Could an indigenous shrub lessen food shortages in West Africa?

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07 Nov 2018 --- Guiera Senegalensis, a resilient shrub that grows in West Africa, could be key to solving the region’s food shortage, due to its unique ability to find and distribute water in drought conditions. Researchers in Senegal have found that the shrub that grows in the area, could help with declining crops due to drought.

The Guiera shrub has the ability to draw water from underground sources up to 40 feet deep. Then at night when it is not photosynthesizing, it releases the water close to the surface. The neighboring plants, in turn, absorb the moisture, allowing them to flourish.

Published in the journal Frontiers in Environmental Science, the study found that growing the Guiera shrub next to millet increased the production of the food crop by 900 percent.

Richard P. Dick, Professor of Soil Microbial Ecology at Ohio State University, noted while traveling through rural Senegal two decades ago that the Guiera seemed to have no problem growing, despite the unfriendly weather and soil conditions of the area that had eradicated all other plants and made farming impossible.

Dick and his lead collaborator Ibrahima Diedhiou of Senegal University have been working on utilizing the shrub to help locals optimize their crop production.

“People in this part of Africa rely on locally grown crops to survive. Finding ways to increase food production, especially during times of severe drought, is critical,” Dick tells FoodIngredientsFirst.

Sorghum and millet are crops that are essential to the Senegalese as a primary food source. In the African Sahel, where the Guiera plant is found, it is not widely recognized for its potential importance to crops, with farmers in Senegal typically burning shrub biomass and not actively managing the shrubs. However their crops have probably been aided by the shrub for thousands of years without their knowledge, Dick assumes.

Since the discovery, Dick and his team developed an innovative crop management system called the “Optimized Shrub Intercrop System” that uses the shrub and its abilities to supply water during in-season drought.

Click to Enlarge
New research from The Ohio State University
has found that growing millet alongside a native shrub
increases food production by 900 percent.

In addition, the research has shown that shrubs reduce time to harvest by fifteen days and instead of burning, putting leaves and stems back to the soil provides more nutrients for crops and significantly improves soil quality.

Although the system now needs to be tested in collaboration with farmers, the team has high hopes for its potential to improve farming in the dry Sahel region. The shrub is local, free and easy to cultivate, so if the testing goes well, it could revolutionize farming in the region, the researchers say. Yet the testing so far was carried out using only millet crops and one can’t help but wonder if other plants can benefit alike.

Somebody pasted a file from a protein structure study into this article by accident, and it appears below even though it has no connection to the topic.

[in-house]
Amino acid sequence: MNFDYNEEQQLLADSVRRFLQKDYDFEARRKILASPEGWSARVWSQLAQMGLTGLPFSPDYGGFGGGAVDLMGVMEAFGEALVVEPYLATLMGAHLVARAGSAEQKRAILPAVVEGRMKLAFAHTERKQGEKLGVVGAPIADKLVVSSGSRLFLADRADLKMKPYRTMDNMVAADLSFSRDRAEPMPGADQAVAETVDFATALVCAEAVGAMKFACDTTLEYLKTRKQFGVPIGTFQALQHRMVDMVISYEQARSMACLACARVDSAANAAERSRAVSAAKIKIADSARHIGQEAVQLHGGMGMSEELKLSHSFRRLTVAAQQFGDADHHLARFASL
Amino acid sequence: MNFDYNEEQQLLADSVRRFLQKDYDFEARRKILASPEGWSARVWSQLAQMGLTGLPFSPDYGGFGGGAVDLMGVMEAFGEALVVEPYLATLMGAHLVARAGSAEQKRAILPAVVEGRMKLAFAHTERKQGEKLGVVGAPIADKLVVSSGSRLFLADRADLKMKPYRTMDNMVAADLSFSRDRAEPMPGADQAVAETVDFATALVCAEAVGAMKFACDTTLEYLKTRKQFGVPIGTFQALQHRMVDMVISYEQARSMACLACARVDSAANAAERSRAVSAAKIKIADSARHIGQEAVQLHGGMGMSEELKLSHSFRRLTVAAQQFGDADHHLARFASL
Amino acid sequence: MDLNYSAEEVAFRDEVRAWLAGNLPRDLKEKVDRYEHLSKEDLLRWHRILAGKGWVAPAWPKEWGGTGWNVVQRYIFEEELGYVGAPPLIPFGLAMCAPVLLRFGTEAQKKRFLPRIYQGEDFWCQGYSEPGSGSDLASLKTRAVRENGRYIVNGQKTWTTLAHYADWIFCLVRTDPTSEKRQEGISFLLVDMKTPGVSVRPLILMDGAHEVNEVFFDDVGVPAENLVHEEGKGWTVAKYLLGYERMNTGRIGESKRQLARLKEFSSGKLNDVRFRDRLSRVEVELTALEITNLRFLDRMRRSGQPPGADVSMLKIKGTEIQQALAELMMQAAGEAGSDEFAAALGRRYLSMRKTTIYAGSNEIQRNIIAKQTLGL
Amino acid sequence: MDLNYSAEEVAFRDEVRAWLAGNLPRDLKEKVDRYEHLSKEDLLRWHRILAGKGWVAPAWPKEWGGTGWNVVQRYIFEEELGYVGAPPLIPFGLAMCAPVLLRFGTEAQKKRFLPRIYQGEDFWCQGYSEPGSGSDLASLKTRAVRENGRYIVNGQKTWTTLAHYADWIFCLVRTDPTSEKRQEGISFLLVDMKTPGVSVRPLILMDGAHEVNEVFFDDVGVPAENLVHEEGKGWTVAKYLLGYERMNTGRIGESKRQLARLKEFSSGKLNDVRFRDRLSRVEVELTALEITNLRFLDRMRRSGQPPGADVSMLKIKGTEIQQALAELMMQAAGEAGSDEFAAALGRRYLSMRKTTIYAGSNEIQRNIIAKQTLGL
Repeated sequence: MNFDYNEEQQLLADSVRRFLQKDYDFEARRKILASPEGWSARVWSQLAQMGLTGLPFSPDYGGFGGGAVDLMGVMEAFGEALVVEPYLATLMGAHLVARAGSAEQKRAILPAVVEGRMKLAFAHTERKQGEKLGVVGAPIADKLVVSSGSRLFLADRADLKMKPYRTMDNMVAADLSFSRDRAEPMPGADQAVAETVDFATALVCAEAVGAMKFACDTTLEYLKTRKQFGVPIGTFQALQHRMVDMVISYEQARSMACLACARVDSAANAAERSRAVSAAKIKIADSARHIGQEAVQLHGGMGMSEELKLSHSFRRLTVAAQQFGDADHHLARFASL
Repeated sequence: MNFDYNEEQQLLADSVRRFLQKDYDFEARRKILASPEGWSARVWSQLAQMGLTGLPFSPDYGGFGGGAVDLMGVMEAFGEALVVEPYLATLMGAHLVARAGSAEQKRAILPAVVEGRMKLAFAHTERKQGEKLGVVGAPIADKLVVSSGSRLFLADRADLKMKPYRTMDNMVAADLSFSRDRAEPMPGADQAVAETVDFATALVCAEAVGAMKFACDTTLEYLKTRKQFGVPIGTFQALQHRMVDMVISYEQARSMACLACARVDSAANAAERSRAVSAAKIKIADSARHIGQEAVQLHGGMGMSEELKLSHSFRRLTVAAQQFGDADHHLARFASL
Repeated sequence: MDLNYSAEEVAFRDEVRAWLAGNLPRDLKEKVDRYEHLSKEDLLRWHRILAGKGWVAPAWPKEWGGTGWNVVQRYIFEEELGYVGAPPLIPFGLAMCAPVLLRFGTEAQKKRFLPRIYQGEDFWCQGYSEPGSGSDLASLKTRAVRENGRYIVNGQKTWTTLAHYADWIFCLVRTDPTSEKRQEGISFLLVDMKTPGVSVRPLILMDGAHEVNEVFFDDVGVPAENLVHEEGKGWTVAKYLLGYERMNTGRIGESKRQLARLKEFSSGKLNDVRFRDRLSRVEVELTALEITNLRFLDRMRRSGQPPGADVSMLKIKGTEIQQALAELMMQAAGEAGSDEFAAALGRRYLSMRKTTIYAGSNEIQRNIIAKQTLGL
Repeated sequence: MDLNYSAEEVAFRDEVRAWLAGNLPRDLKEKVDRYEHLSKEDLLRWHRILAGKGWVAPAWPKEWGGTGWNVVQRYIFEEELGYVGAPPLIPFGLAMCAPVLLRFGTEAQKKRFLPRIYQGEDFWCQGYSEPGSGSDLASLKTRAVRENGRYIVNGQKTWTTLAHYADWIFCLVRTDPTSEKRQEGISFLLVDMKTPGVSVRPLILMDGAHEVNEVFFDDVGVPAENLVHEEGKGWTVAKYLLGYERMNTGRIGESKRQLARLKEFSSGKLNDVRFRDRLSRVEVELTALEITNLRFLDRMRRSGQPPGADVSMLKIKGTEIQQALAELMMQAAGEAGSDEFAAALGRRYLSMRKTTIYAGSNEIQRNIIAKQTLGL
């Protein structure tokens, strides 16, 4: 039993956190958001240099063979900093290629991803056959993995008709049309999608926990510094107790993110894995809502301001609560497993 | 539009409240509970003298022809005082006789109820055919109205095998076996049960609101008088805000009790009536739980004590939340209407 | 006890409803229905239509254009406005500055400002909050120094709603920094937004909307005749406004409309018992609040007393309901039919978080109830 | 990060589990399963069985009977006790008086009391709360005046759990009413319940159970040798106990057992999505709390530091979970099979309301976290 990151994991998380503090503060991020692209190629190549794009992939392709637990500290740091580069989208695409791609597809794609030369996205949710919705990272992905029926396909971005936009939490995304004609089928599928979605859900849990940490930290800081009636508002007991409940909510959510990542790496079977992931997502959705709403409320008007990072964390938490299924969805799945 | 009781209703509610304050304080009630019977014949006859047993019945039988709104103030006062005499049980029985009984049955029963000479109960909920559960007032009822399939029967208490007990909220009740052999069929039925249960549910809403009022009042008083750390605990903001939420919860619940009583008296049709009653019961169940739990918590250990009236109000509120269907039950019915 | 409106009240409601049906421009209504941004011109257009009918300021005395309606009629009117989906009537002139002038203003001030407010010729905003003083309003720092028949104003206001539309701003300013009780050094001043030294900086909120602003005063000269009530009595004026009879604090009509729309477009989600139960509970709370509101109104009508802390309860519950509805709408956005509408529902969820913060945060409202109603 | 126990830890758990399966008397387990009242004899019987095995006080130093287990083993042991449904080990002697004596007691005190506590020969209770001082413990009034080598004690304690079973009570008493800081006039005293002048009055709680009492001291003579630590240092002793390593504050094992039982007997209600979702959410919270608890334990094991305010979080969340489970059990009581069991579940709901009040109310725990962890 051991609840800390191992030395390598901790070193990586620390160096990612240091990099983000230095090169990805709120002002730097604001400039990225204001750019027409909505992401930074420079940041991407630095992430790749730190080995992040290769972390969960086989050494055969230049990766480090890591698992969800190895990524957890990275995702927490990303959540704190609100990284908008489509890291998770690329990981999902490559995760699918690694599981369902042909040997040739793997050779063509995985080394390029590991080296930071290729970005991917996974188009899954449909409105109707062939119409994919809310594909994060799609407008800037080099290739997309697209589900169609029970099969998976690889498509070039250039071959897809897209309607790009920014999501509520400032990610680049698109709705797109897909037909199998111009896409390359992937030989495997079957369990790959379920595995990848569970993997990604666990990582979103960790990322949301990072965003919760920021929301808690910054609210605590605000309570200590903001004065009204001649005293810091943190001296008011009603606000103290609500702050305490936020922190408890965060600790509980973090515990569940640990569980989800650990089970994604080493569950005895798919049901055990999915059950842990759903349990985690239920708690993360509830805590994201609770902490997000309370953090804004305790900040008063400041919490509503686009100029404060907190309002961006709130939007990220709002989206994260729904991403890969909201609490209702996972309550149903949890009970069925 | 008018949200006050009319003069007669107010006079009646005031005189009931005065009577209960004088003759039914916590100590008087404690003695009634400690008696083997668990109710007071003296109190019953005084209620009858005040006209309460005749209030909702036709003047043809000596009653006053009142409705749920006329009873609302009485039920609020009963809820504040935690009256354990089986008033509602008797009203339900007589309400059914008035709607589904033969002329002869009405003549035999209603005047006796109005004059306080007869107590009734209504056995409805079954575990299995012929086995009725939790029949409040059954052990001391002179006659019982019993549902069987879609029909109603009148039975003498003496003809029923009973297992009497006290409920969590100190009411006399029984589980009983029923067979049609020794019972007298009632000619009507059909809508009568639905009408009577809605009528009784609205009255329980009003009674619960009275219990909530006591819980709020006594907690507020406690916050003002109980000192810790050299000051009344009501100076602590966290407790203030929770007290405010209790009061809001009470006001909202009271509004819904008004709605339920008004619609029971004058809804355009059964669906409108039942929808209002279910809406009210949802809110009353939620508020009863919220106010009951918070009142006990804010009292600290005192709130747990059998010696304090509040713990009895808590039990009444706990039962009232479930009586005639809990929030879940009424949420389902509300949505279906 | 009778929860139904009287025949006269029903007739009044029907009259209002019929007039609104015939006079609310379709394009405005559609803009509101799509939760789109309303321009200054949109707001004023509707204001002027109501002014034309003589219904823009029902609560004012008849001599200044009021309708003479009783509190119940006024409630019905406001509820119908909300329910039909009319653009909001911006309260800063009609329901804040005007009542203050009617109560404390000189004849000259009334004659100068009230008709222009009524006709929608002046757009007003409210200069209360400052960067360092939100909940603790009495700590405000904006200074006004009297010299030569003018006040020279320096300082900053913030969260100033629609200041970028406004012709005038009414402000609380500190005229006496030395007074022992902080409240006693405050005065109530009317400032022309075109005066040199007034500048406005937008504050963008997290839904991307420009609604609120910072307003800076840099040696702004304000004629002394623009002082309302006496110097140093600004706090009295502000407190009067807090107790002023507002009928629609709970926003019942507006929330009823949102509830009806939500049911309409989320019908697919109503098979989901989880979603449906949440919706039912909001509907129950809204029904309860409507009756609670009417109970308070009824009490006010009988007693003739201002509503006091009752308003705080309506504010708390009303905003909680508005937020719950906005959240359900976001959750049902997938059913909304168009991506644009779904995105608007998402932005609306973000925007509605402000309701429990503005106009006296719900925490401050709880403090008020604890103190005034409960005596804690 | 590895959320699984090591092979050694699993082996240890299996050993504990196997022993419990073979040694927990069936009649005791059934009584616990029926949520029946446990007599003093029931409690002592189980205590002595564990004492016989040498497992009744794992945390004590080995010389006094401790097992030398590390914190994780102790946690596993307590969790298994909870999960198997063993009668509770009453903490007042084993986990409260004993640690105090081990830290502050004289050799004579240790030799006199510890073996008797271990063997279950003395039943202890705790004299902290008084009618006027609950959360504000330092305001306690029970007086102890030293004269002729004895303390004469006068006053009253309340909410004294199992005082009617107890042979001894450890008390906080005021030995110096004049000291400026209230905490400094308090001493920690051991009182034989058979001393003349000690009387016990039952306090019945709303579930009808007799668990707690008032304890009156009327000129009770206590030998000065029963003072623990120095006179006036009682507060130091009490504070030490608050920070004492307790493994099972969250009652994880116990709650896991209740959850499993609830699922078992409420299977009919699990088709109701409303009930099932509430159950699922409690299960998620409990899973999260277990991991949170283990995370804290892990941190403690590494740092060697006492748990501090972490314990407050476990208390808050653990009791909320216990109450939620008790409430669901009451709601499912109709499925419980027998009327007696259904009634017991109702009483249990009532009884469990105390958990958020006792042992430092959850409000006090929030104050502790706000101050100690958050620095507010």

“We can only confirm this for millet because the experiment we did use labeled water and this is a very labor intensive and difficult experiment to run. But it is the ultimate experiment to prove water is moving from one plant species to another. So we could only afford to do this once with millet and Guiera with the amount of funding we have had,” Dick says.

He goes on to mention, however, that we can expect positive results with other plants as well.

“We have done research on peanut and find that in dry years the presence of this Guiera likely contributes water as yields are higher with shrubs than without in low rainfall years. There is no reason why other crops cannot benefit. The shrub does all the work and if there are other shallow-rooted plants in the presence of shrubs, they can take advantage of the hydraulically lifted water.”

The next step then would be work with the Sahel region’s farmers to collaboratively test and demonstrate this system. “Our system is an Optimized Shrub Intercrop system where we increased the density to about 1,500 shrub plants per hectare, thus quadrupling the density of what is in a typical farmer field (less than 300 plants per hectare). Farmers do not know how to propagate and raise seedlings of these shrubs and we would need to work with them to implement non-thermal management of coppiced shrub biomass.”

The system that Dick and his team developed is still in the testing phase. “It is important to recognize that at this stage we do not advocate the widespread promotion of this Optimized Shrub Intercrop System, because it takes 2-3 or more years to fully see the benefits.

“Thus, at this stage, we are pushing to do participatory on-farm collaboration with small groups of farmers across the Sahel, to pilot test and monitor the labor issues and agronomic and socio-economic performance of Optimized Shrub Intercropping systems, in order to develop the platforms for scaling and outreach campaigns, after pilot testing,” he concludes.

By Kristiana Lalou

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